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Pensions minister warns scale push could damage competition

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Pensions minister Steve Webb has warned proposals to reduce the UK market to a small number of large scale schemes could damage competition.

Last month, Labour published a policy paper setting out plans to encourage the development of scale pension schemes in the UK. It argues that members of large trust-based schemes benefit from lower costs and better governance.

Speaking at the launch of the annual Scottish Widows UK pensions report in London this week, Webb warned the relentless pursuit of scale could diminish competition.

He said: “I can think of a market where there are half a dozen household name providers and few others, and that is the energy market. I am not sure that is the model I want for pensions.

“There are those who would like a few super trusts to take up 90 per cent of the market but you have to think about the implications that would have for competition.”

Webb also criticised the previous Labour government for proposing automatic enrolment without also introducing quality standards for defined contribution schemes.

He said: “I often feel like a bicycle repair man when it comes to auto-enrolment. Auto-enrolment was created but I am constantly dealing with the punctures in the tyres because the bike wasn’t made properly.

“How did any of us, and I was in Parliament at the time, allow people to be automatically enrolled into any old rubbish?”

Labour shadow pensions minister Gregg McClymont said: “At the moment we have a pension market where the smallest employers have to deal with a proliferation of complex products and complex choices.

“We need to get to a situation where there are simple, straightforward, scale products available in the market.”

Scottish Widows chief executive Toby Strauss said: “Purely commercially, it would suit us if there was greater scale in the market because we would get less competition.

“But in terms of having a vibrant, competitive market, there is a basic counter argument to scale about allowing firms to compete.”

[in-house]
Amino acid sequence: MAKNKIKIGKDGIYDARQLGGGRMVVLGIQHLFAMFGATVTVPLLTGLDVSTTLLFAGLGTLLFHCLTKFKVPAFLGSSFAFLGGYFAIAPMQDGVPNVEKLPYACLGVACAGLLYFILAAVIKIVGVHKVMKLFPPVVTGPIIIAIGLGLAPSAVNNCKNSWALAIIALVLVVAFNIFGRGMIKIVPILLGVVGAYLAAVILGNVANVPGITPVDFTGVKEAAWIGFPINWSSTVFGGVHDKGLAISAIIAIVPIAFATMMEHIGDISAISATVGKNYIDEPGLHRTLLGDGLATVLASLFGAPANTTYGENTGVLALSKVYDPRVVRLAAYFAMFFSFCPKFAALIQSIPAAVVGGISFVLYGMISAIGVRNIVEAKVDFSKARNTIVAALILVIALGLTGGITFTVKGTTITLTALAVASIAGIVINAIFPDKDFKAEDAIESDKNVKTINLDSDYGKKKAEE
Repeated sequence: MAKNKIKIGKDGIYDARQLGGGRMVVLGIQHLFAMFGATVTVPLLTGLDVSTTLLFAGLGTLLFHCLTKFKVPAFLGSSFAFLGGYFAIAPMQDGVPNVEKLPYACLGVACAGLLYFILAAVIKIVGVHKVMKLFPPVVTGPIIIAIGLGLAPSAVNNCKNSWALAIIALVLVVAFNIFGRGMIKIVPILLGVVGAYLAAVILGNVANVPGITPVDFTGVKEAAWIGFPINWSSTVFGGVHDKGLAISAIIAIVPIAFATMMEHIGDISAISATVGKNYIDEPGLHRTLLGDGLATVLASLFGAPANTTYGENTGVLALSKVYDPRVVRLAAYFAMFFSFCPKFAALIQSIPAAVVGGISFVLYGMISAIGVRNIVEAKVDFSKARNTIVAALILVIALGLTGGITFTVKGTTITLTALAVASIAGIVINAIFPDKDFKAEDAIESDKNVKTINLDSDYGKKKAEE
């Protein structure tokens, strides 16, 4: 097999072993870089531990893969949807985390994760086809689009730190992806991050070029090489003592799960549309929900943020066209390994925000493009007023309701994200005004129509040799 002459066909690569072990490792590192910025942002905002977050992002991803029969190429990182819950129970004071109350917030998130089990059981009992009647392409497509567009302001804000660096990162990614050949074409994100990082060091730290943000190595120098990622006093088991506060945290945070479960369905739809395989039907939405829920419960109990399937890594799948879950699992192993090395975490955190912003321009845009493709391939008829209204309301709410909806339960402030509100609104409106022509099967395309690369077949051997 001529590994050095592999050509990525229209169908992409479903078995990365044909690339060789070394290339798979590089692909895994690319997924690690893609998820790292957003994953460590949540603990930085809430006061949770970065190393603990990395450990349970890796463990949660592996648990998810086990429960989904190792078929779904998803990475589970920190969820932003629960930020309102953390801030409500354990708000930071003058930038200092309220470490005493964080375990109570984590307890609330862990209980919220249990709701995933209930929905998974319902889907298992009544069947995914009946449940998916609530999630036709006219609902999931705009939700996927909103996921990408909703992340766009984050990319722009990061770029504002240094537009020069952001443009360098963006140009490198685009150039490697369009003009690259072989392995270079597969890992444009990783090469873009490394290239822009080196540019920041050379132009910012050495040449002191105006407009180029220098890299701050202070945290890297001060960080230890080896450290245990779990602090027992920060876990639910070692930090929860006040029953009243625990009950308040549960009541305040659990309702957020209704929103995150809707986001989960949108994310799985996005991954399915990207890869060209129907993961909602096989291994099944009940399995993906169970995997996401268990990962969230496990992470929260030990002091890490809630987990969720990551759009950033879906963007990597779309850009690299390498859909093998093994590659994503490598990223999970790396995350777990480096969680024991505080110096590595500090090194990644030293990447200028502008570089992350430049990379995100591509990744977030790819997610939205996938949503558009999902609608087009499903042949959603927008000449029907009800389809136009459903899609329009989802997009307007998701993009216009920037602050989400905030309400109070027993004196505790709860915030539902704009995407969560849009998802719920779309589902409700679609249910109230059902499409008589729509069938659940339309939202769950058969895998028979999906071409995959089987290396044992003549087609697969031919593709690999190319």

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Comments

There are 4 comments at the moment, we would love to hear your opinion too.

  1. Mr Webb needs to decide what he wants – and stick to it.

    The push for scale is a direct result of the (government-led) downward pressure on charges. To get charges down, providers need to lower marginal costs. There’s 2 ways to do that, improving operational efficiency and increasing scale. Most providers have done as much as they can on the former and so the latter is the focus.

    Essentially, you can have 50bps products or lots of providers. You can’t have both. What’s it going to be, Mr Webb ?

  2. That’s a good point Eliot and lets not forget that operational efficiency has fallout namely the removal of several jobs pushing the infrastructure to breaking point which itself will make the now operationally efficient company implode under the imbalance of volume versus capacity.

    I see no reason why the market cant produce a 50bps proposition now that could be a “best fit” allowing more discerning punters to pay more and get more. Its like the car industry – want all the mod cons? No…..then pay market average, want ocelot lined seats and kylie Minogue singing your directions via the sat nav? Yes…..then pay more.

    Supply and demand dear Mr Webb.

  3. With all this growing uncertainty surrounding pensions in the UK people would be wise to ensure their employee pensions are up to date (or even start a pension!).

  4. A really interesting piece with some incredible stats! 2017 is not far off at all, but there is so much uncertainty surround pensions at the moment it’s wise for employers and employees alike to be on top of their auto-enrolment contributions.

    http://www.enrichbenefits.com/

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